Real gross domestic product -- the output of goods and services produced by labor and property located in the United States -- increased at an annual rate of 2.0 percent in the third quarter of 2012 (that is, from the second quarter to the third quarter), according to the "advance" estimate released by the Bureau of Economic Analysis. In the second quarter, real GDP increased 1.3 percent.
The Bureau emphasized that the third-quarter advance estimate released today is based on source data that are incomplete or subject to further revision by the source agency (see box below). The "second" estimate for the third quarter, based on more complete data, will be released on November 29, 2012.
The increase in real GDP in the third quarter primarily reflected positive contributions from personal consumption expenditures (PCE), federal government spending, and residential fixed investment that were partly offset by negative contributions from exports, nonresidential fixed investment, and private inventory investment. Imports, which are a subtraction in the calculation of GDP, decreased.
The acceleration in real GDP in the third quarter primarily reflected an upturn in federal government spending, a downturn in imports, an acceleration in PCE, a smaller decrease in private inventory investment, an acceleration in residential fixed investment, and a smaller decrease in state and local government spending that were partly offset by downturns in exports and in nonresidential fixed investment.
But there's some really bad news in here folks if you're looking beyond the headlines. Like this:
The price index for gross domestic purchases, which measures prices paid by U.S. residents, increased 1.5 percent in the third quarter, compared with an increase of 0.7 percent in the second. Excluding food and energy prices, the price index for gross domestic purchases increased 1.3 percent in the third quarter, compared with an increase of 1.4 percent in the second.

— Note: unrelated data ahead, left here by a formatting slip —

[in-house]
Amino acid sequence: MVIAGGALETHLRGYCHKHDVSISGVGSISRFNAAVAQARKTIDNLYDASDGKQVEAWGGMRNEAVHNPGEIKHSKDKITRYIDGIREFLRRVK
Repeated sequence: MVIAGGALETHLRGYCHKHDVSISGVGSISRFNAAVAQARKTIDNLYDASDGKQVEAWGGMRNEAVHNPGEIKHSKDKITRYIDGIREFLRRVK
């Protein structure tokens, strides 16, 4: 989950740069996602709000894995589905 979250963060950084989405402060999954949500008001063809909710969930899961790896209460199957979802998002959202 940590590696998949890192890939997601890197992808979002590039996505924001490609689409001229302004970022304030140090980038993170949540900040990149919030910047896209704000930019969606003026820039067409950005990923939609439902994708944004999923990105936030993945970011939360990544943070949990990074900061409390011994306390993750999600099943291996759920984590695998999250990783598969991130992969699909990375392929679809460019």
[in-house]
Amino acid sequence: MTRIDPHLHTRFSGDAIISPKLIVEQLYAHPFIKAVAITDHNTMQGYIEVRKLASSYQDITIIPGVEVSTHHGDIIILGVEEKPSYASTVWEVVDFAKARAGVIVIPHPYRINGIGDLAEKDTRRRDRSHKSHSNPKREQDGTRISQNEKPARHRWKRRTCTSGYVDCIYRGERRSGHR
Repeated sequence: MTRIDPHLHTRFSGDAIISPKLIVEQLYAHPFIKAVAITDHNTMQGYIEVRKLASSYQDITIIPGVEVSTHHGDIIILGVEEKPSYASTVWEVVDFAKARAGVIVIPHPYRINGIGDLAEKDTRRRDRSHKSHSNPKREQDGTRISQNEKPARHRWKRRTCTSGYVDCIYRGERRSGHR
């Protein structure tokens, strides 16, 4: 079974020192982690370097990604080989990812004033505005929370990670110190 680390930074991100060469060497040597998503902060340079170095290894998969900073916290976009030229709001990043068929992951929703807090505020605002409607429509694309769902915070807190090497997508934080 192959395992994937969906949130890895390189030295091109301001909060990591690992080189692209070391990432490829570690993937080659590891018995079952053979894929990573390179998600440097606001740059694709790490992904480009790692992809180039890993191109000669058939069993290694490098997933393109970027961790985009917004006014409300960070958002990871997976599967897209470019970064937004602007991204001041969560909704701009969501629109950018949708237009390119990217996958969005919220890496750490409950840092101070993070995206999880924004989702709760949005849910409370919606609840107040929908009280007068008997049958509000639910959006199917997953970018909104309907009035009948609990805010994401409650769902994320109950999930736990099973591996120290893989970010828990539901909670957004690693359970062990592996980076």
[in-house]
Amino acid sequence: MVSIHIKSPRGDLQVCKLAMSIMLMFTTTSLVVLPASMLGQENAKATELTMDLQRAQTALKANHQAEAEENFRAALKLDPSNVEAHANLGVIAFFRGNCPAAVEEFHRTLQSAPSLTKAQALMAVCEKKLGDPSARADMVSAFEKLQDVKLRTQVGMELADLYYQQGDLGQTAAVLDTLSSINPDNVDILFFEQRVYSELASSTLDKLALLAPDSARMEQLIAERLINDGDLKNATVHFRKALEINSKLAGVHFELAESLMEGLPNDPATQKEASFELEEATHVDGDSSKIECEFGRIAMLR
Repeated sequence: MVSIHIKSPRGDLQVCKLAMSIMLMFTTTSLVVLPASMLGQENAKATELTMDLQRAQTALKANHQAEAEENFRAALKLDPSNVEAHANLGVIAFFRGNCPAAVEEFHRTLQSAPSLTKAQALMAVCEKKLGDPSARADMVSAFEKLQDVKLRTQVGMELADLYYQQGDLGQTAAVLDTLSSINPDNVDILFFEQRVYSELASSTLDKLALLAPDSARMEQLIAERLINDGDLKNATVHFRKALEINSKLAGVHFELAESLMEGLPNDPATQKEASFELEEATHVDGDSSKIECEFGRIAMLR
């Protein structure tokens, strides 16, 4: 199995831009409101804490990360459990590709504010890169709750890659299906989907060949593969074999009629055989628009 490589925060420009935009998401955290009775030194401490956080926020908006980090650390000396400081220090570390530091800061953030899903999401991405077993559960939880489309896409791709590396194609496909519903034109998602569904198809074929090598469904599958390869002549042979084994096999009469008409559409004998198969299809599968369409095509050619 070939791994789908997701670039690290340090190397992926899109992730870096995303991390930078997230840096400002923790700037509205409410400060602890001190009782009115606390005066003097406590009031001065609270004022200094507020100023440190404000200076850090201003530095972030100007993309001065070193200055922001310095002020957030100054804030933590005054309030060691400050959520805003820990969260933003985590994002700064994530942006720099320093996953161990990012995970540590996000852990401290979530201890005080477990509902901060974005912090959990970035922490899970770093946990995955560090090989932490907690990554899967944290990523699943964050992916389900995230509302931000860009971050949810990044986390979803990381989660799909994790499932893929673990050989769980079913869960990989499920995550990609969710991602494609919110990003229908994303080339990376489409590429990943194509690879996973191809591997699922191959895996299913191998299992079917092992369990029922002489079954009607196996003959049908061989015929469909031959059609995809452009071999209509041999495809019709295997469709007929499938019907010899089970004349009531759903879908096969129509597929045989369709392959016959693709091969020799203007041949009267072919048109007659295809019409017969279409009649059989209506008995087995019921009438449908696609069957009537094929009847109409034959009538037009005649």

Real federal government consumption expenditures and gross investment increased 9.6 percent in the third quarter, in contrast to a decrease of 0.2 percent in the second. National defense increased 13.0 percent, in contrast to a decrease of 0.2 percent. Nondefense increased 3.0 percent, in contrast to a decrease of 0.4 percent. Real state and local government consumption expenditures and gross investment decreased 0.1 percent, compared with a decrease of 1.0 percent.
So states and local governments held the line, but the government blew money like crazy.
Good? Well, not really, and here's why -- the Federal Government spent $1.2414 trillion .vs. $1.2107 last quarter, or an increase of $30.7 billion.
The problem is that non-residential investment actually fell and it is that investment that creates jobs.
This is a tepid report at best and Obama is doing his level damndest best to try to buy his way back into the White House with defense spending.
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